The Competition and Markets Authority (CMA) is set to launch enforcement action against housing developers who have unfairly treated leasehold homeowners and misled prospective buyers. This after evidence of possible mis-selling and unfair contract terms were found.

The following is a list of the potential violations raised by the CMA:

* Ground rents: homeowners having to pay escalating ground rents, which in some cases can double every 10 years. This increase is often built into contracts, meaning people can often struggle to sell their homes and find themselves trapped.
* Cost of the freehold: the CMA has seen evidence that people have been misled about the cost of converting their leasehold to freehold ownership. When buying their home, some people were told the freehold would cost only a small sum, but later down the line this price had increased by thousands of pounds with little to no warning.
* Misleading information: not being told upfront that a property is leasehold and what that means. Some developers are failing to explain the differences between leasehold and freehold when directly asked, and some actually tell potential buyers that there is no difference. By the time people find out the realities of owning a leasehold, including the regular charges to be paid, they are often unable to pull out of the purchase, or would face significant difficulties if they tried to do so.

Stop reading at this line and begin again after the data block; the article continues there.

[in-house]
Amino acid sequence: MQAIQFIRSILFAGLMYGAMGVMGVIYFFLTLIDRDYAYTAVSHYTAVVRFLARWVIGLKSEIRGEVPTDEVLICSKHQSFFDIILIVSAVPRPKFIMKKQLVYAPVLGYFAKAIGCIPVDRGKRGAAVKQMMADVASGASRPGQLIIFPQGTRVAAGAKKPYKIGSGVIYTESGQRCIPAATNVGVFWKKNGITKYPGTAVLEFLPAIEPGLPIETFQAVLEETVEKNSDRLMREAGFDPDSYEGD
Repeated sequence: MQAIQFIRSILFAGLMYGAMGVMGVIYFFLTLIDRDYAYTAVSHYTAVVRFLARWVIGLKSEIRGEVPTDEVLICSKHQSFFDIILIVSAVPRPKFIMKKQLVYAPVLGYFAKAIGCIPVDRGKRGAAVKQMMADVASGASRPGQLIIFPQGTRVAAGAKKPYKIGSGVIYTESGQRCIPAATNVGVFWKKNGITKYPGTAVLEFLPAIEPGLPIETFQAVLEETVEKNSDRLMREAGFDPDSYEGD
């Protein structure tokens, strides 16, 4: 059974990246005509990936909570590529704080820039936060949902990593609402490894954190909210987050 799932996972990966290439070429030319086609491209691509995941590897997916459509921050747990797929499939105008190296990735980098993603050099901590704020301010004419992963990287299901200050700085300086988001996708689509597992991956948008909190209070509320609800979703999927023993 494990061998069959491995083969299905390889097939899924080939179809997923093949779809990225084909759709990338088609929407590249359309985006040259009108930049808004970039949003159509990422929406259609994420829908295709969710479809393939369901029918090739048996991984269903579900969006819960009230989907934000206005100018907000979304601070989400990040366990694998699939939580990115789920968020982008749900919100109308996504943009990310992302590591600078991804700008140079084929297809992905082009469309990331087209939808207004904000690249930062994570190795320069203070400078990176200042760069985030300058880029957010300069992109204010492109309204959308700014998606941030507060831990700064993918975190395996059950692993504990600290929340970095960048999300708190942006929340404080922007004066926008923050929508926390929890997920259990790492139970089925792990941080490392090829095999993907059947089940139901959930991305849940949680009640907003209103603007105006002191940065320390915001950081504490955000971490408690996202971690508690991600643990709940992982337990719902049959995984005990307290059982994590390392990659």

* Unreasonable fees: being charged excessive and disproportionate fees for things like the routine maintenance of a building’s shared spaces or making home improvements. If people want to challenge such charges, the process is often difficult and costly, meaning few people decide to go through with it.

According to the CMA’s Chief Executive, Andrea Coscelli:

“We have found worrying evidence that people who buy leasehold properties are being misled and taken advantage of.

“Buying a home is one of the most important and expensive investments you can make, and once you’re living there you want to feel secure and happy. But for thousands of leasehold homeowners, this is not the case.

“We’ll be looking carefully at the problems we’ve found, which include escalating ground rents and misleading information, and will be taking our own enforcement action directly in the sector shortly.”

Launching a direct enforcement action, the CMA is completing the legal work against the companies it believes to have broken the consumer protection law, which could result in property firms signing legal commitments to change the way they do business. Failure to comply and make the necessary changes would compel the CMA to pursue legal actions against these firms.

The evidence found by the CMA lends credence to the case for changes in the leasehold market. CMA will continue to work with the Government’s reform plans, including support to ban the sale of new leasehold houses and reduce ground rents for new leases to zero.

CMA is also looking to develop consumer advice for owners or buyers of leasehold properties as part of its services; offering tips on what they could do when subjected to fees and charges that they think is unjustified.


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